Difference between revisions of "2013 AMC 10A Problems/Problem 24"
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So the total number of schedules is <math>720+90+90</math> =<math>\boxed{\textbf{(E)} 900}</math>. | So the total number of schedules is <math>720+90+90</math> =<math>\boxed{\textbf{(E)} 900}</math>. | ||
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==Video Solution by Richard Rusczyk== | ==Video Solution by Richard Rusczyk== | ||
https://artofproblemsolving.com/videos/amc/2013amc10a/358 | https://artofproblemsolving.com/videos/amc/2013amc10a/358 |
Revision as of 14:18, 16 December 2020
Problem
Central High School is competing against Northern High School in a backgammon match. Each school has three players, and the contest rules require that each player play two games against each of the other school's players. The match takes place in six rounds, with three games played simultaneously in each round. In how many different ways can the match be scheduled?
Solution 1
Let us label the players of the first team , , and , and those of the second team, , , and .
. One way of scheduling all six distinct rounds could be:
Round 1----> Round 2----> Round 3----> Round 4----> Round 5----> Round 6---->
The above mentioned schedule ensures that each player of one team plays twice with each player from another team. Now you can generate a completely new schedule by permutating those rounds and that can be done in ways.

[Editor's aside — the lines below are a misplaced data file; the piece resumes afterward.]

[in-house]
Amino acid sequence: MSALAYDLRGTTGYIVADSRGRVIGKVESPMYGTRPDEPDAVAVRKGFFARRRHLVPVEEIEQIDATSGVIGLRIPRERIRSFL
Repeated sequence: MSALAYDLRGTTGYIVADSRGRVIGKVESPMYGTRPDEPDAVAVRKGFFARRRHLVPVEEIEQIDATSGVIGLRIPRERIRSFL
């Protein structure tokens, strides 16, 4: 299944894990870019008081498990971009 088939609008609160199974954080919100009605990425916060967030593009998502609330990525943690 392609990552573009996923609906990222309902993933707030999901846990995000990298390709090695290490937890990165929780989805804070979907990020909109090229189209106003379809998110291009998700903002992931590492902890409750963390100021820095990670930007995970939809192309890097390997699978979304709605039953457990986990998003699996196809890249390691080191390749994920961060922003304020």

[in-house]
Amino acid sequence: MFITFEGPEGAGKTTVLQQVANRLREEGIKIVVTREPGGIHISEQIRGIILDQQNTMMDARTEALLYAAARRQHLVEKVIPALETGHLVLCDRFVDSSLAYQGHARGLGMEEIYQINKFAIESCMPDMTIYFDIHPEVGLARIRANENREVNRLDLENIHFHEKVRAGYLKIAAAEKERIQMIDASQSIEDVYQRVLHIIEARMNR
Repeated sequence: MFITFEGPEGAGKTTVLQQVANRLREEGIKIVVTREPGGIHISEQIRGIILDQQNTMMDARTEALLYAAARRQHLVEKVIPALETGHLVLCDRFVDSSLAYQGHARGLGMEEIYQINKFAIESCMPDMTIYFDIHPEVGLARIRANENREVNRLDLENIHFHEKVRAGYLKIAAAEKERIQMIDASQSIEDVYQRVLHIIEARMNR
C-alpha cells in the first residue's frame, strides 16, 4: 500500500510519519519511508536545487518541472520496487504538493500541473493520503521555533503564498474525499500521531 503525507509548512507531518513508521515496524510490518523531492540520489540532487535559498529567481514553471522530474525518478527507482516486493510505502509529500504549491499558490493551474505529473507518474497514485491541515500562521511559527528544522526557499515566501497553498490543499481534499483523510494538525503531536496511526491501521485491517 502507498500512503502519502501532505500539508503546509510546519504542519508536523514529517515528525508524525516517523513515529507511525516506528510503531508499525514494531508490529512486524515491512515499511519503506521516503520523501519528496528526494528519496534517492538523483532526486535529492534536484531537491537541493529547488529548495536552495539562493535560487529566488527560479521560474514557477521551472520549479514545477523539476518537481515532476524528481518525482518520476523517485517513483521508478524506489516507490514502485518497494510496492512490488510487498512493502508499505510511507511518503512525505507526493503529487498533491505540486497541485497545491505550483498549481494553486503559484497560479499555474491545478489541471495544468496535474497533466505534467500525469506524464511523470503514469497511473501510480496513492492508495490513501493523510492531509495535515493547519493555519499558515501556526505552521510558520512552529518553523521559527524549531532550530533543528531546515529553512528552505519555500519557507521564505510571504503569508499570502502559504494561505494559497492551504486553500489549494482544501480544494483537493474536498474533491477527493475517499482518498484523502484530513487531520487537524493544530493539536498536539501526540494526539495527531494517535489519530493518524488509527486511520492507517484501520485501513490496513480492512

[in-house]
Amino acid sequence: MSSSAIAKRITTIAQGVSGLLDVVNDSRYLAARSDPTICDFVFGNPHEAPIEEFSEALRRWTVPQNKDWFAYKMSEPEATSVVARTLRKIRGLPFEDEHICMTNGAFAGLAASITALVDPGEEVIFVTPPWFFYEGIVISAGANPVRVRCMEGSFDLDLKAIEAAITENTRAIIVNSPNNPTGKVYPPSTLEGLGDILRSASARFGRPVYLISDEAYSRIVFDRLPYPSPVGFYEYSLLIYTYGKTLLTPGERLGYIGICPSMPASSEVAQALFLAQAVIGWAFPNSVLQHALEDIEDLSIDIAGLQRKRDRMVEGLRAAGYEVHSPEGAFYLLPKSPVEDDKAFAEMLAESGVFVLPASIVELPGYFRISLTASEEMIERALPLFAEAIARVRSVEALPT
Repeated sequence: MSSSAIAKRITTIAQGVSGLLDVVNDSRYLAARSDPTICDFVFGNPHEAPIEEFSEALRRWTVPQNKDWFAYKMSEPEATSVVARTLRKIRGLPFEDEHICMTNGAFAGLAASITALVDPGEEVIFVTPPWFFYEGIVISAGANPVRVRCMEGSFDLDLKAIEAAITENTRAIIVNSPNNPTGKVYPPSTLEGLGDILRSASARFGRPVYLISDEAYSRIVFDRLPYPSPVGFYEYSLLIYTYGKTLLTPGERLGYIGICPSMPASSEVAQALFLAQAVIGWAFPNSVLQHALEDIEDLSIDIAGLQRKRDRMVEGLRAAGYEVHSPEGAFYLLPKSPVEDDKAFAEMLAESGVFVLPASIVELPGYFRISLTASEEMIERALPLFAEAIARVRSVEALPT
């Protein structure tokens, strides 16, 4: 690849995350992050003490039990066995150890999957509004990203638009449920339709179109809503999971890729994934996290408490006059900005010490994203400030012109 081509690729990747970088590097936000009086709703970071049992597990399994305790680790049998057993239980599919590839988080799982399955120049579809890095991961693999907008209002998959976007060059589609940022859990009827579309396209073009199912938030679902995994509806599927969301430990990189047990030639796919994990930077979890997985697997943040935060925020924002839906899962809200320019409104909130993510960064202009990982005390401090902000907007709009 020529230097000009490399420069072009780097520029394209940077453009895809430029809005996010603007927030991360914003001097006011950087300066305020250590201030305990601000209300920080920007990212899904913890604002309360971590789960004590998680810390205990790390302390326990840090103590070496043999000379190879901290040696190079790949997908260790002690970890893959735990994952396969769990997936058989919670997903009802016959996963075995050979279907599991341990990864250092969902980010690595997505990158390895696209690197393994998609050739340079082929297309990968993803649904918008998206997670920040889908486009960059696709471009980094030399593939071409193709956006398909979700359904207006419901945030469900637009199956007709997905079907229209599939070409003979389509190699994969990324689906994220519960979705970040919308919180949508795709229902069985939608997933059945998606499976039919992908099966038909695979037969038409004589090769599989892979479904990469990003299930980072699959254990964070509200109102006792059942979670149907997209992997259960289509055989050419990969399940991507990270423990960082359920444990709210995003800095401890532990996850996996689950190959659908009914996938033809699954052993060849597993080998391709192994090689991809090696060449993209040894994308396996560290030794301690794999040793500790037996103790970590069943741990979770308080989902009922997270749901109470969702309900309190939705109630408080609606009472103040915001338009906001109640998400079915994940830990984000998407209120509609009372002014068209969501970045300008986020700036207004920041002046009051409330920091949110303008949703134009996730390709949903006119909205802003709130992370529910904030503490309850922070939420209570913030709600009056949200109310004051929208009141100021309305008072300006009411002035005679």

. One can also make the schedule in such a way that two rounds are repeated.
(a)
Round 1----> Round 2----> Round 3----> Round 4----> Round 5----> Round 6---->
(b)
Round 1----> Round 2----> Round 3----> Round 4----> Round 5----> Round 6---->
As mentioned earlier any permutation of (a) and (b) will also give us a new schedule. For both (a) and (b) the number of permutations are =
So the total number of schedules is =.
Video Solution by Richard Rusczyk
https://artofproblemsolving.com/videos/amc/2013amc10a/358
See Also
2013 AMC 10A (Problems • Answer Key • Resources) | ||
Preceded by Problem 23 |
Followed by Problem 25 | |
1 • 2 • 3 • 4 • 5 • 6 • 7 • 8 • 9 • 10 • 11 • 12 • 13 • 14 • 15 • 16 • 17 • 18 • 19 • 20 • 21 • 22 • 23 • 24 • 25 | ||
All AMC 10 Problems and Solutions |
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